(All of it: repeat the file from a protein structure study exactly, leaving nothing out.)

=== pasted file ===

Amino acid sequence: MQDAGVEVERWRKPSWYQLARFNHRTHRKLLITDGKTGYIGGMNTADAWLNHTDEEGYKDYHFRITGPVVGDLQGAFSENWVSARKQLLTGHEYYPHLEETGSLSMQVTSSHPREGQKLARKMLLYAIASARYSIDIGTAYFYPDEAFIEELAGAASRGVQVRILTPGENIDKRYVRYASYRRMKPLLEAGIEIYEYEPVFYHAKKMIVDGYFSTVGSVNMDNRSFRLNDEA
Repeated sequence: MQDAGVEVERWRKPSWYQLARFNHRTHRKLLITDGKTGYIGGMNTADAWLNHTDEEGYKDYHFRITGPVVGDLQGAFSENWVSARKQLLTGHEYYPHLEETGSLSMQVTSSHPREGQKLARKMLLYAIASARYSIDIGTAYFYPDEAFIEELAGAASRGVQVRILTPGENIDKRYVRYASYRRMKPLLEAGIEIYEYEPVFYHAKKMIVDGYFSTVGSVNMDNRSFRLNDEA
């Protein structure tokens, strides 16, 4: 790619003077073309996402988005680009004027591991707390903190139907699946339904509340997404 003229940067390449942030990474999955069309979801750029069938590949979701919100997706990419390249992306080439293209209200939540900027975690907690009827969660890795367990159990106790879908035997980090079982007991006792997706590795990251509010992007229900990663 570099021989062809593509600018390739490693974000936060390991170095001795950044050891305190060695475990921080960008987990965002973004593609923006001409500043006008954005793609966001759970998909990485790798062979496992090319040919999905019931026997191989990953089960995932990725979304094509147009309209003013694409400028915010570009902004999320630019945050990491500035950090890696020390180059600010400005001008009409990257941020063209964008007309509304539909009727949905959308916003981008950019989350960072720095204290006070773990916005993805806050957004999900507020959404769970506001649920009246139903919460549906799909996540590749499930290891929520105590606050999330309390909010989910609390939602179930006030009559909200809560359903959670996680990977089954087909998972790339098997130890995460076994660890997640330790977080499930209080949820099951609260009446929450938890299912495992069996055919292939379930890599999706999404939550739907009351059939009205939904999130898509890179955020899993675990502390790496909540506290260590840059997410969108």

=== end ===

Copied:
Amino acid sequence: MQDAGVEVERWRKPSWYQLARFNHRTHRKLLITDGKTGYIGGMNTADAWLNHTDEEGYKDYHFRITGPVVGDLQGAFSENWVSARKQLLTGHEYYPHLEETGSLSMQVTSSHPREGQKLARKMLLYAIASARYSIDIGTAYFYPDEAFIEELAGAASRGVQVRILTPGENIDKRYVRYASYRRMKPLLEAGIEIYEYEPVFYHAKKMIVDGYFSTVGSVNMDNRSFRLNDEA
Repeated sequence: MQDAGVEVERWRKPSWYQLARFNHRTHRKLLITDGKTGYIGGMNTADAWLNHTDEEGYKDYHFRITGPVVGDLQGAFSENWVSARKQLLTGHEYYPHLEETGSLSMQVTSSHPREGQKLARKMLLYAIASARYSIDIGTAYFYPDEAFIEELAGAASRGVQVRILTPGENIDKRYVRYASYRRMKPLLEAGIEIYEYEPVFYHAKKMIVDGYFSTVGSVNMDNRSFRLNDEA
């Protein structure tokens, strides 16, 4: 790619003077073309996402988005680009004027591991707390903190139907699946339904509340997404 003229940067390449942030990474999955069309979801750029069938590949979701919100997706990419390249992306080439293209209200939540900027975690907690009827969660890795367990159990106790879908035997980090079982007991006792997706590795990251509010992007229900990663 570099021989062809593509600018390739490693974000936060390991170095001795950044050891305190060695475990921080960008987990965002973004593609923006001409500043006008954005793609966001759970998909990485790798062979496992090319040919999905019931026997191989990953089960995932990725979304094509147009309209003013694409400028915010570009902004999320630019945050990491500035950090890696020390180059600010400005001008009409990257941020063209964008007309509304539909009727949905959308916003981008950019989350960072720095204290006070773990916005993805806050957004999900507020959404769970506001649920009246139903919460549906799909996540590749499930290891929520105590606050999330309390909010989910609390939602179930006030009559909200809560359903959670996680990977089954087909998972790339098997130890995460076994660890997640330790977080499930209080949820099951609260009446929450938890299912495992069996055919292939379930890599999706999404939550739907009351059939009205939904999130898509890179955020899993675990502390790496909540506290260590840059997410969108």